can soldiers are expetced to do their
real fighting. Knowledge of this sup
posed plan of Villa, it is said, may be
one of the reasons why General Funs
ton has so urgently requested that
the war department draw the censor
ship taunt in Washington concerning
any reports of troop movements or
strategical plans. These experts be
lieve one of the first orders Funston
will give will bs for the division, ex
pected to be sent along the eastern
edge of the Sierre Madras, to make
speed in an enveloping movement to
prevent Villa gaining those mountains
l n a t s a sh from the small range where
ho is now thought to be hid'
dence of the truth of this theory ap
peared when the war department an-
nounced it is doubtful if more than
two or three correspondents will be
allowed with this western column. The
reason given was that the country
through which the columns would
pass is virtually desert waste and
that 'every mouth must be counted
in figuring on rations, especially of
In the face of a campaign of larger
proportions mapped out by the army
general staff, the Carranza embassy
today issued a formal statement be
littling reports that Villa has a large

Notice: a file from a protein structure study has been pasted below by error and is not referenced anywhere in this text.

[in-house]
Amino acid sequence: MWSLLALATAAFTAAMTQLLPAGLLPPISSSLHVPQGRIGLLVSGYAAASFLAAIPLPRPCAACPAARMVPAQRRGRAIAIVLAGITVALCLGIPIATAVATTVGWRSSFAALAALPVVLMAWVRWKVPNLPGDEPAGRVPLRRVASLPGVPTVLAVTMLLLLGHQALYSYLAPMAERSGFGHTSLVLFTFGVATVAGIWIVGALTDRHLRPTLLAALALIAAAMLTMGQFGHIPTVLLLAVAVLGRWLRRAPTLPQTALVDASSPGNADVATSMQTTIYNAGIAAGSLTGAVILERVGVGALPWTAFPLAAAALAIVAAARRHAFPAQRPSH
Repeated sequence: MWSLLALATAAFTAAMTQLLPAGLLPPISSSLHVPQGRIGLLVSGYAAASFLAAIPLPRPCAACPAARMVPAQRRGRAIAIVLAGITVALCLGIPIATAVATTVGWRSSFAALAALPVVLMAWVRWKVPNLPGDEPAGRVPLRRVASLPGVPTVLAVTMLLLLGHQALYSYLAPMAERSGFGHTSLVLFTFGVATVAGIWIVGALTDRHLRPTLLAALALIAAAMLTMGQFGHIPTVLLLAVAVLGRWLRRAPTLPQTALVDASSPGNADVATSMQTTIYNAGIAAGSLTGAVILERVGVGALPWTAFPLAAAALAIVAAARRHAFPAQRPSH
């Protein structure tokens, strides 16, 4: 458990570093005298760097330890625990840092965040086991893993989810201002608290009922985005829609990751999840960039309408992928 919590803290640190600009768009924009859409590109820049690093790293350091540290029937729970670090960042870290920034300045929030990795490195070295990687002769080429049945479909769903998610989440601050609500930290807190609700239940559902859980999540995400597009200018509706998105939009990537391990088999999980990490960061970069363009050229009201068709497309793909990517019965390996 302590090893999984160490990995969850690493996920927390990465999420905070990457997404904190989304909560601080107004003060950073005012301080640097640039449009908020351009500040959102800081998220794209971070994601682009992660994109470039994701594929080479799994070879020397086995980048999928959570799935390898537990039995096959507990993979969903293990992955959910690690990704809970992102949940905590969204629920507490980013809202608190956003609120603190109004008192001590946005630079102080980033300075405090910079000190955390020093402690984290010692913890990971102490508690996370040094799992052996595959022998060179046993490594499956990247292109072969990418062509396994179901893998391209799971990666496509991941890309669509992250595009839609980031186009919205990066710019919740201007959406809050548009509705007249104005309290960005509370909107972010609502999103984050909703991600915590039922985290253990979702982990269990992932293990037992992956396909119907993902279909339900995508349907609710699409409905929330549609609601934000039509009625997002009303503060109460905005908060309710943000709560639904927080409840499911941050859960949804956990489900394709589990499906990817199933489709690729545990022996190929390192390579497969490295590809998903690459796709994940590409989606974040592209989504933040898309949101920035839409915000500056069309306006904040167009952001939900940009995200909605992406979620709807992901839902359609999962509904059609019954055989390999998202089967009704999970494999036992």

force back of him.
The statement comprised a Mexican
consular dispatch which said Villa's
force consists of not more than 300;
that this force lost a fifth of its num
ber in a "serious encounter" just be
fore it fled to LaAscancion, after the
Columbus raid, and that in evading an
encounter with Carranza troops un
der General Bertani, the Villistas were
compelled to follow a route which led
them away from the Mormon colo
nists whom Villa had threatened with
DIERS AT VE
Lord Northcliffe Declares German
Infantrymen L'nder Influence
London, March 12. German troops
were drugged with ether before they
Ave re sent foi-Avard against French
position at Verdun, Lord North
cliffe, noted English newspaper pro
prietor, charged in dispatches from
the Verdun front to the Weekly dis
The prisoners he saw, Lord North
cliffe said, were for the most part the
dregs of humanity, under-sized, bad
ly dressed and apparently Ladiy
"The ether Avith which they weie
drugged before facing the French
gui'.s, 12.000 in number, alone enabled
them to survive the terror." Avired
Northcliffe. "Still raider its ir.fiu-
tr.ee. some of them Avere unable to
No Reports to Germany.
'No Avord has hinted in anything
sent out from German- of the korriblo
daughter to Avhich the Germans have
een subjected this wedi. I saw it
for myself. I spent two hours hid
den in an obserA'ation trench, en
tanglements separating the opposing